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|"It is a truth universally acknowledged...."
Written by Elizabeth K
(4/12/2010 6:05 a.m.)
As my chosen GR focus is JA's use of language and literary techniques in P&P, I think that it is appropriate to spend some time thinking about the famous first sentence of P&P: "It is a truth universally acknowledged that a single man in possession of a large fortune must be in want of a wife" (ch. 1).
"It is a truth universally acknowledged" - I have seen this quote employed on everything from advertisements to newspaper headlines and even medical papers on "Infliximab in extrapulmonary sarcoidosis" (here's a quote: "It is a truth universally acknowledged that a new therapy with exciting prospects must be in want of placebocontrolled evaluation", from http://erj.ersjournals.com/cgi/reprint/31/6/1148.pdf). There are two people in my family who are in the medical profession - I'll have to ask them if they spotted the Austen reference in that journal about pulmonary ailments!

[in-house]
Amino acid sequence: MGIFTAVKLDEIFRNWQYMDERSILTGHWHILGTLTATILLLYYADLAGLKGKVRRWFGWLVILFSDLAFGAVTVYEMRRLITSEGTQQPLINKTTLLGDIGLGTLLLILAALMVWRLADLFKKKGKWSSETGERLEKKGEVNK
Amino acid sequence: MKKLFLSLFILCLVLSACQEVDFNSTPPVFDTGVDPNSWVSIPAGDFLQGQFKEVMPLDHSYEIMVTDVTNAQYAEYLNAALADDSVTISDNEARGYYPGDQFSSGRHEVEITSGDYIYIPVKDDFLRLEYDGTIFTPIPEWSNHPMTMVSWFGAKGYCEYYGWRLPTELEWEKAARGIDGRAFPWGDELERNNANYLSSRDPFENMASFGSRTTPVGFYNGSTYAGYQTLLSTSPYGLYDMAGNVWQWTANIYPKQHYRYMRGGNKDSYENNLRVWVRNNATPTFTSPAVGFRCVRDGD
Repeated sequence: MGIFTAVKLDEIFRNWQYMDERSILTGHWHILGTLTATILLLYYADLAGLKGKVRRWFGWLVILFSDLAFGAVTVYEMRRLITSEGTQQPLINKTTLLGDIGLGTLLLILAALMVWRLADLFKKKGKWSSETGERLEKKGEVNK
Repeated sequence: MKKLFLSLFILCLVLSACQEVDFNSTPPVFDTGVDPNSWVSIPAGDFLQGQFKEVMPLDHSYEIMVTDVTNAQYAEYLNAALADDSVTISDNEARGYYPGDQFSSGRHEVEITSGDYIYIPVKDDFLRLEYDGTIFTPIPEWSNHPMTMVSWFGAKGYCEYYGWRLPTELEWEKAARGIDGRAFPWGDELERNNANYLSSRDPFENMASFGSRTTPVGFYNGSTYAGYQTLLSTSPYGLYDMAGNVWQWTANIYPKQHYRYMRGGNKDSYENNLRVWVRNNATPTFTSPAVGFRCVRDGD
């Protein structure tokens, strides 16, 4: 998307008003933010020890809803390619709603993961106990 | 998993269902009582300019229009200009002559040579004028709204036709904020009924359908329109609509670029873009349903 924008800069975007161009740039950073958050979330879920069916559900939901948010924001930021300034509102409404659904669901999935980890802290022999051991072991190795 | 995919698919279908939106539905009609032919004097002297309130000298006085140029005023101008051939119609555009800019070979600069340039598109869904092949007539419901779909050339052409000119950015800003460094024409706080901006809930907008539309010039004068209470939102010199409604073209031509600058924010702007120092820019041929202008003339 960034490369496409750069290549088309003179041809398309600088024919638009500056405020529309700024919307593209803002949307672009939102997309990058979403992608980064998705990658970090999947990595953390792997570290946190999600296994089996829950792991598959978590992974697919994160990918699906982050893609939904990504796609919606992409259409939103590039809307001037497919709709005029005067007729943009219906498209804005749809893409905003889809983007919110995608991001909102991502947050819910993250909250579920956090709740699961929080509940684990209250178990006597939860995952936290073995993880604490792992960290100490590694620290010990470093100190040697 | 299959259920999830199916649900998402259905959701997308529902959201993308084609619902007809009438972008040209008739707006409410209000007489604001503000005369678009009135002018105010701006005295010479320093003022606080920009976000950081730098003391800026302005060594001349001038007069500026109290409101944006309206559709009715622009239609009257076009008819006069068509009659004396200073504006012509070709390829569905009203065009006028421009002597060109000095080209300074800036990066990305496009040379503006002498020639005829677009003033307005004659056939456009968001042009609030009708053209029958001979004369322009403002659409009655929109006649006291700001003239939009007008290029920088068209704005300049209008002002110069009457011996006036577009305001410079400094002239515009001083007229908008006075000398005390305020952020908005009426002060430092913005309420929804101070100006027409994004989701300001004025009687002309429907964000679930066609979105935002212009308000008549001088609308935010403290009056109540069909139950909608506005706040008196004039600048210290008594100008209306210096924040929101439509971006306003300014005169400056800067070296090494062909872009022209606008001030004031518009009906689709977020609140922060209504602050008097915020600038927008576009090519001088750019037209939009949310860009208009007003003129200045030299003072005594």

In my opinion, the enduring popularity of Jane Austen's most famous opening line is to do with its irony and satire in its original context. When Austen says that "it is a truth universally acknowledged that a single man in possession of a large fortune must be in want of a wife" she means this in a satirical way. The sentence could be turned upside down to refer to the reasons behind her ironic statement: the fact is that the single men of large fortune are not necessarily in want of wives - young women of small fortune require wealthy husbands to escape the trap of poverty.
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